Here are some top tips for helping children who are struggling with school refusal:

  • Talk to your child about their feelings. Let them know that it is okay to feel anxious or scared about school. Listen to their concerns and try to understand what is causing their anxiety
  • Create a safe and supportive environment at home. Make sure your child feels loved, accepted and heard. Avoid arguing or fighting with them about school
  • Work in collaboration with the school to develop a plan for your child. This plan may include in school counselling, a limited timetable, support when arriving to school in the mornings, academic support, or social skills training classes
  • Seek professional help if needed. A therapist can help your child to manage their anxiety and develop healthy coping skills

Here are some additional tips that you can try:

  • Help your child by writing down things they are looking forward to at school the next day. This could be a favourite subject, a teacher or a friend
  • Help your child to develop a positive morning routine. This could include getting dressed, eating a healthy breakfast, and mindfulness
  • Set small, achievable goals for your child. For example, you could start by setting a goal of getting your child to go to school for one hour per day
  • Praise your child for their efforts. Even if your child only goes to school for a short period of time, let them know that you are proud of them
  • Avoid forcing your child to go to school. This will only make their anxiety worse

It is important to remember that school refusal is a complex problem. There is no one-size-fits-all solution. However, by following these tips, you can help your child to overcome their concerns and return to school

Additional tips:

  • Encourage your child to stay connected with their friends and classmates. This could involve inviting friends over for a playdate, participating in hobbies or activities together, or using social media
  • Help your child to develop healthy coping mechanisms. This could include relaxation techniques, mindfulness, exercise, or spending time in nature or with a pet
  • Be patient and supportive. It may take time for your child to overcome their school refusal

References: 

The Guardian: https://www.theguardian.com/commentisfree/2023/feb/06/you-cant-fix-school-refusal-with-tough-love-but-these-steps-might-help

National University Hospital: https://www.nuh.com.sg/our-services/Specialties/Psychological-Medicine/PublishingImages/Pages/IPMDA/School%20Refusal.pdf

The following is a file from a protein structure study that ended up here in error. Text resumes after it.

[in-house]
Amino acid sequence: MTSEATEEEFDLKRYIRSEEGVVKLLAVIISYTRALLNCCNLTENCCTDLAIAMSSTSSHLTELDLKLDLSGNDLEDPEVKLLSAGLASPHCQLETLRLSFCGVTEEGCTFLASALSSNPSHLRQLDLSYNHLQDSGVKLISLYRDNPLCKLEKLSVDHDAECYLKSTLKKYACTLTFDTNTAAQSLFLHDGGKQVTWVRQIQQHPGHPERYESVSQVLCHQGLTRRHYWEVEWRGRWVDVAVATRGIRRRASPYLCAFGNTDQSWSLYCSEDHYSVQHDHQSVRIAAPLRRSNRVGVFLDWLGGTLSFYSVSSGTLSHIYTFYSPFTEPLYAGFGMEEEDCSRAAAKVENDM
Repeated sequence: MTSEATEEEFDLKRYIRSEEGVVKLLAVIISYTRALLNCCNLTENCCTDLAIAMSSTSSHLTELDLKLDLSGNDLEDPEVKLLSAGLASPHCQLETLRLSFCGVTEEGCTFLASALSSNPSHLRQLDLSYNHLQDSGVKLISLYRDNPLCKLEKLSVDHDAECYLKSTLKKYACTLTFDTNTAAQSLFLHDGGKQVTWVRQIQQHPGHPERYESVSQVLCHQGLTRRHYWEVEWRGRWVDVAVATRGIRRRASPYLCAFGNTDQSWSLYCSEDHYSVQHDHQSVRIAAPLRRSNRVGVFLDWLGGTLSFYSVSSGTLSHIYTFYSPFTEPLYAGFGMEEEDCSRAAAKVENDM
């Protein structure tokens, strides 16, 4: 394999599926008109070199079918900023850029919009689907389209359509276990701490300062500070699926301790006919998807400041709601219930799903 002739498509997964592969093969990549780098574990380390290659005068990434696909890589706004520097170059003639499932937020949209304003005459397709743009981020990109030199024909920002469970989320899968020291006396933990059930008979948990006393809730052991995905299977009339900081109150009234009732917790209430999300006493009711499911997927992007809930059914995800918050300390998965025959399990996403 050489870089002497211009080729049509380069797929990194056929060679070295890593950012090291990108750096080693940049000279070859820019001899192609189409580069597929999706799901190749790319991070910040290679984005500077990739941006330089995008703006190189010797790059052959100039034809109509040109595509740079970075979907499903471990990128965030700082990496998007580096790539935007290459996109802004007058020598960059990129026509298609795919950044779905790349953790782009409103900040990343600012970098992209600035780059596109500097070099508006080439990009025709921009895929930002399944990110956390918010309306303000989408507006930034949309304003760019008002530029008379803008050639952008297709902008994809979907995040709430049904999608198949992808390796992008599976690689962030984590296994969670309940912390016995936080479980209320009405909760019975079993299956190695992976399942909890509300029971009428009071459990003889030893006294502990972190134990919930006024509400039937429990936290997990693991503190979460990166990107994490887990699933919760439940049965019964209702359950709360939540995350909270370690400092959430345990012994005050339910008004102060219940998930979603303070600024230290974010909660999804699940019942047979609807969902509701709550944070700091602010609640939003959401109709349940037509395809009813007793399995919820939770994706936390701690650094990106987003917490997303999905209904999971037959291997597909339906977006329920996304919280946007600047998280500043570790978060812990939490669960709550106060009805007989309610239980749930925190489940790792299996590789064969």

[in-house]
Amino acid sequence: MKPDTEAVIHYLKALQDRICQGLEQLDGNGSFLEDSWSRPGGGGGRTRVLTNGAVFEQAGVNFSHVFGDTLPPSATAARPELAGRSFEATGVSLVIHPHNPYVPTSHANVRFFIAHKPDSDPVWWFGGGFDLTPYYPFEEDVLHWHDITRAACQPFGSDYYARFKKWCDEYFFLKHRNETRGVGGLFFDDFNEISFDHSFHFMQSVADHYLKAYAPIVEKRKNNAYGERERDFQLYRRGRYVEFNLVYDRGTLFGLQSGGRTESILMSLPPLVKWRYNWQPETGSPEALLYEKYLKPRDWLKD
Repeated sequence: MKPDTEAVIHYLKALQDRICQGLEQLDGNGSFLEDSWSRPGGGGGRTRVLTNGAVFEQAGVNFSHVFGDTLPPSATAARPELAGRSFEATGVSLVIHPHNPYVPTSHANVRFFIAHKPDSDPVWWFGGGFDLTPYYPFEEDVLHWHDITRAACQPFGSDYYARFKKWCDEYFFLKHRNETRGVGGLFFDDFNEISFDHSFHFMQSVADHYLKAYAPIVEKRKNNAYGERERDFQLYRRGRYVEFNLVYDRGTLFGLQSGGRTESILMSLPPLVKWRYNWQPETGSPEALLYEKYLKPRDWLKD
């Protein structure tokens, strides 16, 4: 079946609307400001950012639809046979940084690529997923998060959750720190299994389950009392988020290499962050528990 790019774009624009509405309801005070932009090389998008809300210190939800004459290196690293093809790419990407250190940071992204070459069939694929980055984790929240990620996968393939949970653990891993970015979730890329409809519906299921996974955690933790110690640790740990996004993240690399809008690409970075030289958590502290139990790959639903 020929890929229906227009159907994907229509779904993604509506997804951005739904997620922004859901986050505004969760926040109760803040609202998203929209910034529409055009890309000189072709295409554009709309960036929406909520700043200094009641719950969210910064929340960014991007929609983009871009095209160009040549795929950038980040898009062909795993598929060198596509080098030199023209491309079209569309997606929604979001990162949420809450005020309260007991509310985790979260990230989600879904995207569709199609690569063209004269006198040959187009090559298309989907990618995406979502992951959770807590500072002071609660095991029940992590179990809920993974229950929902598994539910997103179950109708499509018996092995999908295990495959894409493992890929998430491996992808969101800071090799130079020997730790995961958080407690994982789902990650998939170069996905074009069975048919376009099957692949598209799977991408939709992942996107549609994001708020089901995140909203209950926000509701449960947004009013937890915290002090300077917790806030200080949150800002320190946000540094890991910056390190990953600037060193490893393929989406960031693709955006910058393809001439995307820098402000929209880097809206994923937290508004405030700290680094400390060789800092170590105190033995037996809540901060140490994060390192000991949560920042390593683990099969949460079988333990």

Written by:
Renee Butler
Counsellor
SACAC Counselling

To Stay Or Not To Stay In A Relationship

Someone asked me for advice on whether she should stay or leave her relationship. Her partner is affectionate and loving. He makes her feel cherished and loved. But on the other hand, she is confused and stressed by her partner’s possessive and controlling attitude. He gets upset and threatens to end their relationship when she wants to spend time with her family and friends.  

Her situation led me to reflect on the following questions: 

  1. When does a relationship become unhealthy?
  2. What signs should prompt a person to consider leaving such a relationship? 

Signs of an Unhealthy Relationship:

  1. Insecurity

Insecurity in a relationship may manifest as a lack of trust. It can result in possessive and controlling behavior. It may cause a person to hide things from their partner because they are afraid of the possible consequences of openly sharing their thoughts and feelings.

  1. Walking on eggshells

A person may feel like they are constantly “walking on eggshells” around their partner. They may even feel like they are always giving in and giving up on things they like or want to do to keep their partner happy.

  1. A one-sided relationship

A person may feel like they are in a “one-sided” relationship. They feel like they invest more effort, energy, and emotion to keep the peace in their relationship. Thus, the person can often feel drained because they feel like they are always “doing all the work” without the support of their partner.

  1. Disrespect 

Mutual respect is key to a secure and intimate relationship. Disrespectful words and behaviors can leave a person feeling rejected and hurt. It may foster emotions such as hurt, shame, guilt, loneliness, and embarrassment.  This kind of treatment often includes dismissing someone’s feelings or thoughts without trying to understand them. The spectrum of disrespect can span from outright ridicule to making fun of their opinions to the use of dark humor or hurtful remarks, all aimed at belittling and exerting control over the partner. 

  1. Gaslighting

Gaslighting and manipulation can confuse and cause a person to think that they have done something wrong or that something is wrong with them. It uses past matters, memories, and mistakes to cause the other person to doubt themself.

  1. Loss of self-worth and confidence

Another “red flag” is the loss of one’s self-worth and confidence. In an unhealthy relationship, individuals can feel small, accompanied by increased self-doubt and multiplying anxieties. This can manifest as a decline in confidence, particularly in decision-making or engaging in activities that were once routine or enjoyable.

The Takeaway

If one or more of these signs resonated with you in your relationship, please take some time to reflect on your thoughts and feelings. Confide with a close friend, journal your experience(s), or consult a therapist if needed. Going through this process can clarify any doubts you may have. Being honest with yourself is the first step in discerning whether you should stay or leave a relationship. If you choose to stay, you still have to work through the things that caused you to have these concerns in the first place. If you need professional advice or help, please contact our counselors at SACAC Counseling.

Written By:
Joyce Ng
Clinical Psychologist
Licensed Marriage and Family Therapist
SACAC Counselling